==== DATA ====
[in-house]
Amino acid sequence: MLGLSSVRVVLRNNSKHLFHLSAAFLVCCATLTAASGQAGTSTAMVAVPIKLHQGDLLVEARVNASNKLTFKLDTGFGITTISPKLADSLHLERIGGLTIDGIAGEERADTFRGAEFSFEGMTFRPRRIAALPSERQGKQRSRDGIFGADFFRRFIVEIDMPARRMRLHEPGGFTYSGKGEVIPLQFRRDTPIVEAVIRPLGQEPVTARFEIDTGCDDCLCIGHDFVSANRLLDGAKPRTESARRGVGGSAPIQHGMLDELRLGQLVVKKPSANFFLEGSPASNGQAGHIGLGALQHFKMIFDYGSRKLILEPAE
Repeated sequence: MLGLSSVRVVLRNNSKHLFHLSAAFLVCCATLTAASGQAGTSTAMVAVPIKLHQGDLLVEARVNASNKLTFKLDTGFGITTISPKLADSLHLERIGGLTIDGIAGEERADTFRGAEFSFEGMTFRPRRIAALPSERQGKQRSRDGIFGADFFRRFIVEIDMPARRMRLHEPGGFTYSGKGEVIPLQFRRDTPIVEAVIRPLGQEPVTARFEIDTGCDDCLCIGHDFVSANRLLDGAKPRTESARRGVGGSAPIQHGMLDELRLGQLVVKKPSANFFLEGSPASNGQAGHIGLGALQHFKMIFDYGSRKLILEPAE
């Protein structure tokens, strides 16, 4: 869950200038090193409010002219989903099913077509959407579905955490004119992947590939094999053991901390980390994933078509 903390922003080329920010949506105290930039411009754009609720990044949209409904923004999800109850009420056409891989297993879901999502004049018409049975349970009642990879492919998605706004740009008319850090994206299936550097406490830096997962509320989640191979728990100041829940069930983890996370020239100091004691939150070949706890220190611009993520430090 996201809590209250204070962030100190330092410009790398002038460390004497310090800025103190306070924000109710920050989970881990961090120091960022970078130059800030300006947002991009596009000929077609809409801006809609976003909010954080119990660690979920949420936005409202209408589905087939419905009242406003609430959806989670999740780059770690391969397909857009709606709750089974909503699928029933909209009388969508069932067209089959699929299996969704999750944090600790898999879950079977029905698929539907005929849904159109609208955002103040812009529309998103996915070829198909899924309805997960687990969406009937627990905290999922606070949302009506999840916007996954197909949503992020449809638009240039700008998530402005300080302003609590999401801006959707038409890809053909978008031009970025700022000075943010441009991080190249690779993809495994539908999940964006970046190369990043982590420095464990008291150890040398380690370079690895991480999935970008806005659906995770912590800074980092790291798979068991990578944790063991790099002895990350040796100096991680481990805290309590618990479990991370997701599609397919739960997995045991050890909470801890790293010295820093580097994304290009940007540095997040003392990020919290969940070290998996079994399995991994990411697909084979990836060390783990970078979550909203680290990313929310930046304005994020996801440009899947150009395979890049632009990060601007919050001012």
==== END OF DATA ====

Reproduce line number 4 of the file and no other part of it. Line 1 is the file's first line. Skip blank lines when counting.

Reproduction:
């Protein structure tokens, strides 16, 4: 869950200038090193409010002219989903099913077509959407579905955490004119992947590939094999053991901390980390994933078509 903390922003080329920010949506105290930039411009754009609720990044949209409904923004999800109850009420056409891989297993879901999502004049018409049975349970009642990879492919998605706004740009008319850090994206299936550097406490830096997962509320989640191979728990100041829940069930983890996370020239100091004691939150070949706890220190611009993520430090 996201809590209250204070962030100190330092410009790398002038460390004497310090800025103190306070924000109710920050989970881990961090120091960022970078130059800030300006947002991009596009000929077609809409801006809609976003909010954080119990660690979920949420936005409202209408589905087939419905009242406003609430959806989670999740780059770690391969397909857009709606709750089974909503699928029933909209009388969508069932067209089959699929299996969704999750944090600790898999879950079977029905698929539907005929849904159109609208955002103040812009529309998103996915070829198909899924309805997960687990969406009937627990905290999922606070949302009506999840916007996954197909949503992020449809638009240039700008998530402005300080302003609590999401801006959707038409890809053909978008031009970025700022000075943010441009991080190249690779993809495994539908999940964006970046190369990043982590420095464990008291150890040398380690370079690895991480999935970008806005659906995770912590800074980092790291798979068991990578944790063991790099002895990350040796100096991680481990805290309590618990479990991370997701599609397919739960997995045991050890909470801890790293010295820093580097994304290009940007540095997040003392990020919290969940070290998996079994399995991994990411697909084979990836060390783990970078979550909203680290990313929310930046304005994020996801440009899947150009395979890049632009990060601007919050001012």